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Teachers to vote on engagement with education proposals

21 March 2013

Immediate Release

Teachers to vote on engagement with controversial Government education proposals

Primary teachers will soon vote on a set of principles to determine whether their representatives will continue to be involved in the working group for the Government’s $359 million plan to fund highly paid new roles for some principals and teachers.

Paid union meetings at 4pm in schools around the country begin on Monday (March 24) until April 4th.

The “Investing in Educational Success” (IES) policy has been controversial with teachers and principals. A survey of NZEI members found many believe such a large amount of new money could be better spent on initiatives that directly help students, particularly the 1 in 4 Kiwi children growing up in poverty who face additional challenges to their learning.

NZEI President Judith Nowotarski said it was now timely to put it to a vote at paid union meetings.

The NZEI National Executive has asked primary teacher members to vote on a set of principles relating to the IES initiative that include:

• Ensuring there is sound evidence that the new roles will actually directly benefit children's learning.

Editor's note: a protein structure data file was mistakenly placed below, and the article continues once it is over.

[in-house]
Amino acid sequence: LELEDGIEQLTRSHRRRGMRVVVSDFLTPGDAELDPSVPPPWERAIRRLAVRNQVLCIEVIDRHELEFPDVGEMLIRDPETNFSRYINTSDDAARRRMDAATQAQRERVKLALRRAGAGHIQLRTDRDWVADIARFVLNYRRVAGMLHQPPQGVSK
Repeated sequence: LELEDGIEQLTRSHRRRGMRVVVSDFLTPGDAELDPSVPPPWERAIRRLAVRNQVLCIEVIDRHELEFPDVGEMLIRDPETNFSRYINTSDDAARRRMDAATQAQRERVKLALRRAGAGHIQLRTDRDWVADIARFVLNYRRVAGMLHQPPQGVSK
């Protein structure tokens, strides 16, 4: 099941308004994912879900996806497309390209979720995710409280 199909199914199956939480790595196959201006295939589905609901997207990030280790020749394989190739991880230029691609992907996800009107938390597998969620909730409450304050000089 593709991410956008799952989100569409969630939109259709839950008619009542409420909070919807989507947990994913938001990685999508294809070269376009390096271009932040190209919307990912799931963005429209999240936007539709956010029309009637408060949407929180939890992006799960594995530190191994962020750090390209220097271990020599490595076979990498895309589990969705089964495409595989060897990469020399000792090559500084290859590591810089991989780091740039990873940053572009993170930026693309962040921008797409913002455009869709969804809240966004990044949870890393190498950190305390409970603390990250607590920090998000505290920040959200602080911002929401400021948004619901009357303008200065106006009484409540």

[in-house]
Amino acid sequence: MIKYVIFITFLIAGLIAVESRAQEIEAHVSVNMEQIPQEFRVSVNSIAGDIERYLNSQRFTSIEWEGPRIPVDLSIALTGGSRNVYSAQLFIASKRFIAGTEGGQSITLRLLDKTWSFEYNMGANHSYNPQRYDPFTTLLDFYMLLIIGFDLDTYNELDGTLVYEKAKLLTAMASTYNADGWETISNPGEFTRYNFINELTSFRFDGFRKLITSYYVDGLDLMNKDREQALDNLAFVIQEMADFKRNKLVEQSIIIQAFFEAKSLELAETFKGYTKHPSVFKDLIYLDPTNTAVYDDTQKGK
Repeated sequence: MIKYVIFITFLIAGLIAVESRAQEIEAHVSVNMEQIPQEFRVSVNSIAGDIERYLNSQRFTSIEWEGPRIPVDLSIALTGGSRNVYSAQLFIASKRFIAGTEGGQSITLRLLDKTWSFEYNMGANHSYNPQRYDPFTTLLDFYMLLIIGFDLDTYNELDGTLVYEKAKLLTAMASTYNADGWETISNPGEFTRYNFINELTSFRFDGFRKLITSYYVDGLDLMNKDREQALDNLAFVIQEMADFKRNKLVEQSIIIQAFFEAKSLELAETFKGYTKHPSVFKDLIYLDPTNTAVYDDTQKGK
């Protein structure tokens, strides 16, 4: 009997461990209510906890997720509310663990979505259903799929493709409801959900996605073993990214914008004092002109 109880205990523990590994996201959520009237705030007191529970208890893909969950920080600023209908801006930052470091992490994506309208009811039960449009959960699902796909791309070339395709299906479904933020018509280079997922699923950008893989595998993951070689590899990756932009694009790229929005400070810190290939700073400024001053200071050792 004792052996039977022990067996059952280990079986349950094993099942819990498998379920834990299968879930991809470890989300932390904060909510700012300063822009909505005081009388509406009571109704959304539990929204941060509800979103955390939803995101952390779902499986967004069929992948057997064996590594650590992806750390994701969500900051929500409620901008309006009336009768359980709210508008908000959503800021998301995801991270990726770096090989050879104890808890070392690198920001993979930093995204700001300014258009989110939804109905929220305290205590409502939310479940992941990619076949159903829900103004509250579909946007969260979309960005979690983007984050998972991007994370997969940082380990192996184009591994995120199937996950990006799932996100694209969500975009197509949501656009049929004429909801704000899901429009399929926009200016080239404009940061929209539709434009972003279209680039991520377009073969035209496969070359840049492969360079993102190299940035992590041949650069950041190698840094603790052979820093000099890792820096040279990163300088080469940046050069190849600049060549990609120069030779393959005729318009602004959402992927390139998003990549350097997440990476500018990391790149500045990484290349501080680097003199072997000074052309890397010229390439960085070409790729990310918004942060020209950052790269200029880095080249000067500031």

• The need for a transparent and collaborative process with the teaching profession in the design of any new initiative.

• Rejecting invalid National Standards data as the basis for determining eligibility or criteria for any new roles or resourcing.

• Any new roles must be implemented through the collective agreement process and be subject to support by members.

Ms Nowotarski said if these principles and a number of related commitments sought from government were accepted by members, they would then shape NZEI's continued involvement or withdrawal from the working group and any further action by the membership.

“Teachers want the best possible outcomes for their students and they have long been asking for career pathways to keep great teachers in the classroom. However, this policy has not been developed in consultation with the teaching profession and we have many concerns about its effectiveness. We need to hear from our members about how they want to proceed,” she said.


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